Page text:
In today’s Sunday Times Harriet Harman is interviewed about her views on politics and the role men and women should play in running the country:
Harman feels strongly that voters are fed up with “boys running the show” and is convinced that every big organisation needs women at the top.
“Men cannot be left to run things on their own,” she explains. “I think it’s a thoroughly bad thing to have a men-only leadership. In a country where women regard themselves as equal, they are not prepared to see men just running the show themselves. I think a balanced team of men and women makes better decisions.”
In 2005 Caliper, an American based management consultancy, and Aurora, a UK based organisation, conducted a year long study to identify characteristics of female leaders that distinguished them from their male counterparts in terms of leadership qualities.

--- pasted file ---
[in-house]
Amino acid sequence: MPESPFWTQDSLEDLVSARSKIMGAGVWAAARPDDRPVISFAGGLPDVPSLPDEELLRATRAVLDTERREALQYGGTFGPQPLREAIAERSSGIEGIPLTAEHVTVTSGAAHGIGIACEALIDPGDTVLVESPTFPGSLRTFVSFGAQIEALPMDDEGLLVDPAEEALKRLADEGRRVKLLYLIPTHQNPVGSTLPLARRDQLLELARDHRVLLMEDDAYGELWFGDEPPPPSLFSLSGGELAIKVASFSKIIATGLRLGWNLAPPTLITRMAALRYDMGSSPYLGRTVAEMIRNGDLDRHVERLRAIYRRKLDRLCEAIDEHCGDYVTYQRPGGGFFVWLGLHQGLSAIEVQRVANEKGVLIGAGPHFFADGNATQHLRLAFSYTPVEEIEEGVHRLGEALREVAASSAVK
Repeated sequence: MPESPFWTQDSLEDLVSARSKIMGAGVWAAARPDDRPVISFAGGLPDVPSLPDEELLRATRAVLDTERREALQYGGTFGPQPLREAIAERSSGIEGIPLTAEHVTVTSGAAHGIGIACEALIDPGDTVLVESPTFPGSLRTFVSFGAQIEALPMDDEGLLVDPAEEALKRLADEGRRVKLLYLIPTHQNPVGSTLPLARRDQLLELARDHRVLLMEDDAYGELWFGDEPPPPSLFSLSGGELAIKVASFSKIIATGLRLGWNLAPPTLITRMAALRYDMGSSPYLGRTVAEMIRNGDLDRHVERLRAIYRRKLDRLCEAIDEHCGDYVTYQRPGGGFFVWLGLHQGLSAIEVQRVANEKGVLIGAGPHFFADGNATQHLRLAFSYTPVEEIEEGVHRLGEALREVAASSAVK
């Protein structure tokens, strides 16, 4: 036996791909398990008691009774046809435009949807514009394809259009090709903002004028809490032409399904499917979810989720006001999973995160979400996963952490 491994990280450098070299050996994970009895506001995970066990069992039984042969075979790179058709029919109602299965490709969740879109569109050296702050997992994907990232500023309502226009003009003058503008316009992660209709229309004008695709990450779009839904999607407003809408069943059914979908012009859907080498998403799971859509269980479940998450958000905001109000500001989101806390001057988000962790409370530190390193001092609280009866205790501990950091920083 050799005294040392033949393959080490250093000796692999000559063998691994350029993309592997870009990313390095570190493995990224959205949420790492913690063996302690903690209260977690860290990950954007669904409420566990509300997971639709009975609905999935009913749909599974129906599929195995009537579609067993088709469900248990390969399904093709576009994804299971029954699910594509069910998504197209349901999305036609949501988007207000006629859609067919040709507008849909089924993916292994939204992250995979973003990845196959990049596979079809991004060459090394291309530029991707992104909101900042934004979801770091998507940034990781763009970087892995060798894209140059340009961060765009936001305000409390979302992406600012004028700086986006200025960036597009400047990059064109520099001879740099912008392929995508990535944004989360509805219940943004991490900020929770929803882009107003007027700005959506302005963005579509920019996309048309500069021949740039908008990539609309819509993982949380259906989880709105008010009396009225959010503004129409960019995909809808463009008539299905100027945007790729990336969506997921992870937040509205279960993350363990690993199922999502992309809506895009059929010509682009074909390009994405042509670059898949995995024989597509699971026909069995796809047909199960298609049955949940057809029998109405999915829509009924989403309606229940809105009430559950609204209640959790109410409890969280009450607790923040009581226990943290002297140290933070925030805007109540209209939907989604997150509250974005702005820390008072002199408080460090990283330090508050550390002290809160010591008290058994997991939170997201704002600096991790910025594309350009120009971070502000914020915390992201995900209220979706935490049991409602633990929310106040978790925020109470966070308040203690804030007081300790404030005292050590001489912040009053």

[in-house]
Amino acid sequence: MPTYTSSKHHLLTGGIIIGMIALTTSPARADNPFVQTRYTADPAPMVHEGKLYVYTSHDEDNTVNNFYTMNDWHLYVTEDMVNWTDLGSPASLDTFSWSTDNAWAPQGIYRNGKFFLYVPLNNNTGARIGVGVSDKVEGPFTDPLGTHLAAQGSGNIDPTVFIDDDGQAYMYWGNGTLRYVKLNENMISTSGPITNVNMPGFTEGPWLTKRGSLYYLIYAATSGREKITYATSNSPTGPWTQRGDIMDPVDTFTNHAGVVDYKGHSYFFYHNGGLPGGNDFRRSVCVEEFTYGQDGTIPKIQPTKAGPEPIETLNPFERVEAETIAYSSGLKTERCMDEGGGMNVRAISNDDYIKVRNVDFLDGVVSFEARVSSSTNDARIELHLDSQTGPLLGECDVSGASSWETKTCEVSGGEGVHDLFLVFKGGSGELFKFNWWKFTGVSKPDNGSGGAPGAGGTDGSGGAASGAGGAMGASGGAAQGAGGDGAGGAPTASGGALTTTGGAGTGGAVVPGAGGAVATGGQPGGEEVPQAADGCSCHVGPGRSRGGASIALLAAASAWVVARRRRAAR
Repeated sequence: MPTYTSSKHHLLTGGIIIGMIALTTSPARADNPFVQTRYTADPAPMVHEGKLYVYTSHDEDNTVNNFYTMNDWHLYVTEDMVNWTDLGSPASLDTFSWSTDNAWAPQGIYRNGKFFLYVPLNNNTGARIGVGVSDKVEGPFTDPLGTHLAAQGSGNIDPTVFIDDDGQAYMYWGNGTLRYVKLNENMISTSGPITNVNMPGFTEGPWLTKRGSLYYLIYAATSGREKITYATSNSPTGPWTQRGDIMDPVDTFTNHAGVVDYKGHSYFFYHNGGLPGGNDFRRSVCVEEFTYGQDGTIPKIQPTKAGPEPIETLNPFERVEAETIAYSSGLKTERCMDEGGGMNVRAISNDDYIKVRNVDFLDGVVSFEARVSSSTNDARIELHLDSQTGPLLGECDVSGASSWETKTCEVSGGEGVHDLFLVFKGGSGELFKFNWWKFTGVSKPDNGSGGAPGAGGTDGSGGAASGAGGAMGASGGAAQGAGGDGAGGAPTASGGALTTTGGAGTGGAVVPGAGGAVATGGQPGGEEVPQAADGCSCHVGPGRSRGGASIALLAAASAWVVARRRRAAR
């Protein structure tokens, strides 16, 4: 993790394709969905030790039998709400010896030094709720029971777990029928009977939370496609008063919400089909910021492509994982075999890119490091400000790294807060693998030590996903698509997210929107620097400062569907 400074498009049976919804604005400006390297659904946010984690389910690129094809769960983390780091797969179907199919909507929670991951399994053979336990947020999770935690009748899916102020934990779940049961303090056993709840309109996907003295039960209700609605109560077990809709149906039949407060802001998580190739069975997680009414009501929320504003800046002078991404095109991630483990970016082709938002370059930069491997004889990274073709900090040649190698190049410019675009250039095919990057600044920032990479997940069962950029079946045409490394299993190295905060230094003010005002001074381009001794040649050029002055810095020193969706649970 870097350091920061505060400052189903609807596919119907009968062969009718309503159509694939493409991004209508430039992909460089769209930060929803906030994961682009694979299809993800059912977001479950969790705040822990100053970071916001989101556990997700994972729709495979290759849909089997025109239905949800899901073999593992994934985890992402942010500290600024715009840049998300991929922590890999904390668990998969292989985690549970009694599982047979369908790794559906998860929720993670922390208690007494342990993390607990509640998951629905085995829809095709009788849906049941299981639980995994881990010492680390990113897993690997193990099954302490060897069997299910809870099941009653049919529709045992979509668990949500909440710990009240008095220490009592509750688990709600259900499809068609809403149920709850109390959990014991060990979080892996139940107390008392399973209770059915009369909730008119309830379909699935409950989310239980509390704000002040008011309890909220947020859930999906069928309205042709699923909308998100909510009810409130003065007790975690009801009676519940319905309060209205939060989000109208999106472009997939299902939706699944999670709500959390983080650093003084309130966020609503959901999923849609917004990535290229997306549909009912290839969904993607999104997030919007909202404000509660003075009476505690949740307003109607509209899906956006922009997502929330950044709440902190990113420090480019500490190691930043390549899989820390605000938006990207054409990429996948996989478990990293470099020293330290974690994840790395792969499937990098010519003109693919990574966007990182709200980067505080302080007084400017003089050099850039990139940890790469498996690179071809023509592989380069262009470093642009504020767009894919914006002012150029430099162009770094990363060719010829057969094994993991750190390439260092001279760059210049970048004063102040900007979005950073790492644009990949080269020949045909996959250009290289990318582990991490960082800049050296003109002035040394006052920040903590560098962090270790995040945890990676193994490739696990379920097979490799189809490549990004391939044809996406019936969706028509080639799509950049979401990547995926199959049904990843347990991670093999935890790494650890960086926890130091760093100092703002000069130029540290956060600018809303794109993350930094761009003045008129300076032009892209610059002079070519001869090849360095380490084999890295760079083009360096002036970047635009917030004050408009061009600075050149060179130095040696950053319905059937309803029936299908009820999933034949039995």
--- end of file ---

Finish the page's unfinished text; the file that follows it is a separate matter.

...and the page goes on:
The findings broke down into 4 basic areas:
1) Women leaders are more persuasive than their male counterparts.
2) When feeling the sting of rejection, women leaders learn from adversity and carry on with an “I’ll show you” attitude.
3) Women leaders demonstrate an inclusive, team-building leadership style of problem solving and decision making.
4) Women leaders are more likely to ignore rules and take risks.
I hate sweeping generalisations that dictate that “all men are….” and all women are…”, and I’m not sure the above findings hold true for women and not men, but in my experience the women I have worked for in the past have been better managers than the vast majority of the guys I have worked for.
I think what is important is the ability to develop an effective working relationship with your direct reports. Is that easier for women rather than men?